Year 12 Geography Trip to Hull and the Holderness Coast

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Hi ho, hi ho, its off to Hull and the Holderness Coast we go!

Seventeen year 12 Geography students travelled to Hull and the Holderness Coast for a 3 day fieldtrip to carry out research required for their Unit 2 Exam, ‘Geographical Investigations’.

Part 1, ‘Rebranding Places’: Hull is perhaps not a first choice for a holiday destination but the potential for Geographic study is enormous. Having been chosen as the City of Culture for 2017 investment is flooding into the city and regeneration projects are gathering pace. We were lucky to have Kevin Preistley from Hull City Council volunteer his time for the third year in a row to take us on a walking tour of the city giving us valuable place specific information about past, present and future regeneration projects and evaluating their success and longevity. We also visited on of Hull’s ‘flagship’ regeneration schemes, The Deep. This is the world’s only ‘submarium’ and it has been a huge success in drawing tourists to Hull with benefits that have rolled out to other attractions.

Students particularly enjoying seeing the penguins and Diane Porter from The Deep was very helpful in terms of the presentation that she delivered to us on the strategy of The Deep and the players involved in its success.  The students fieldwork in Hull involved perception surveys, photographs, land use mapping to show whether Hull is a ‘clone town or home town’, questionnaires, interviews, footfall surveys and environmental quality surveys. One highlight was finding the world’s smallest window!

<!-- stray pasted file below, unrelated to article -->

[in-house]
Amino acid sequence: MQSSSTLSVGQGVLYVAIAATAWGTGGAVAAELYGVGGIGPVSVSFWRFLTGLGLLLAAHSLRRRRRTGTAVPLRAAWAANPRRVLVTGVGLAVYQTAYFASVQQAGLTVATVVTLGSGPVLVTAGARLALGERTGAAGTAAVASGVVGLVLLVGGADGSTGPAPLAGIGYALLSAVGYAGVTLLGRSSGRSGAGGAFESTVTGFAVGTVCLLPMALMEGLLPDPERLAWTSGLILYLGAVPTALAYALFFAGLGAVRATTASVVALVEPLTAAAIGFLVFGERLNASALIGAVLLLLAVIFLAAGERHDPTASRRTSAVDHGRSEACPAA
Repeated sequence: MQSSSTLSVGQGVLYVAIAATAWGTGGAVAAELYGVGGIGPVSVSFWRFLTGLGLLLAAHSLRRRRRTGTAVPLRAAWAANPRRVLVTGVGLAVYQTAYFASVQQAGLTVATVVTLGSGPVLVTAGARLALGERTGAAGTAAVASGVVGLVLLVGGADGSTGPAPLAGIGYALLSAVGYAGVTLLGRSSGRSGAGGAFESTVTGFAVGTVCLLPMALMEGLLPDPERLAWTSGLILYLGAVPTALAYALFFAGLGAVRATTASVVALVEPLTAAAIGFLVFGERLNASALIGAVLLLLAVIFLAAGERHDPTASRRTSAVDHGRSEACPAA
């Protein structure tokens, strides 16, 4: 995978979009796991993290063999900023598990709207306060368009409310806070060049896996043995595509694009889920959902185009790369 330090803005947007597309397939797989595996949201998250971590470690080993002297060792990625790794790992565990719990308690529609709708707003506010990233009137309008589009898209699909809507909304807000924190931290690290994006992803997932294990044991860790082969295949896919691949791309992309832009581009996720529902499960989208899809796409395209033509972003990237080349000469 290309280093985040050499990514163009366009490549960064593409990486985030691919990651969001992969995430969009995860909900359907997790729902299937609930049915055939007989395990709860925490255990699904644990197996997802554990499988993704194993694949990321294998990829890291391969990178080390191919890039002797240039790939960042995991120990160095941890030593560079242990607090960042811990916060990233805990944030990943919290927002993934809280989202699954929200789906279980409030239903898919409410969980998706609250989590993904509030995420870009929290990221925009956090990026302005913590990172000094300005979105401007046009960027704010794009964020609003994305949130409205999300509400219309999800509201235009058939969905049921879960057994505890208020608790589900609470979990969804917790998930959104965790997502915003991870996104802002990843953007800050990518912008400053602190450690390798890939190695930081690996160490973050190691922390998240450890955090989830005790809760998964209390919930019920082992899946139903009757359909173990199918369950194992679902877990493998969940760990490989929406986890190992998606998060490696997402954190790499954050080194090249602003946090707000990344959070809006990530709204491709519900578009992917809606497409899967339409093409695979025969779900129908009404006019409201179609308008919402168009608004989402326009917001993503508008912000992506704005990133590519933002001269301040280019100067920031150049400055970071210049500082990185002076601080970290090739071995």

Part 2, ‘Crowded Coasts’: The Holderness Coast is a popular choice for studying the impacts of erosion of a soft rock environment. The recent storms have caused real problems for the people that live here and managing the coastline is a constant and some might argue losing battle. Harry Watkins from the Yorkshire Wildlife Trust volunteered his time to speak to us at Spurn Point which is the southernmost tip of the Holderness coast and is a coastal spit or great economic and environmental importance. Spurn is home to a lifeboat station and to the harbour master from ABP ports who controls 25% of British sea trade which enters the estuary. It is also a Site of Special Scientific Interest (SSSI) being unique in the sense that it has its own microclimate and has a range of migration birds that settle albeit temporarily on the land.

Harry talked to the students about the recent breach of the spit and the problems that they were having in trying to ‘let nature take its course’ but also ensuring that the economic activities could continue. He talked passionately about the biodiversity present and the plans for the future of Spurn point, showing us two architects’ drawings of a new centre that is planned for 2014. Students also visited Withernsea and Mappleton and carried out bi-polar surveys on the coastal defences, land use mapping of the town, beach pollution surveys, photographs, questionnaire and interviews.

The students were a credit to the school. We stayed in what we affectionately call a ‘Nunnery’ (a Bed and Breakfast run by the Sisters of Mercy) which the students definitely found to be a new and unusual experience. Some students took part in a ‘peace walk’ before breakfast and we all enjoyed Taboo and Charades in the evening after writing up our notes from the day.

Students are happy that they have detailed case studies for their exams and staff are looking forward to taking next year’s AS students as Hull and the Holderness Coast are places that are in a state of constant and exciting change.

Mrs M Chapman

Head of Geography


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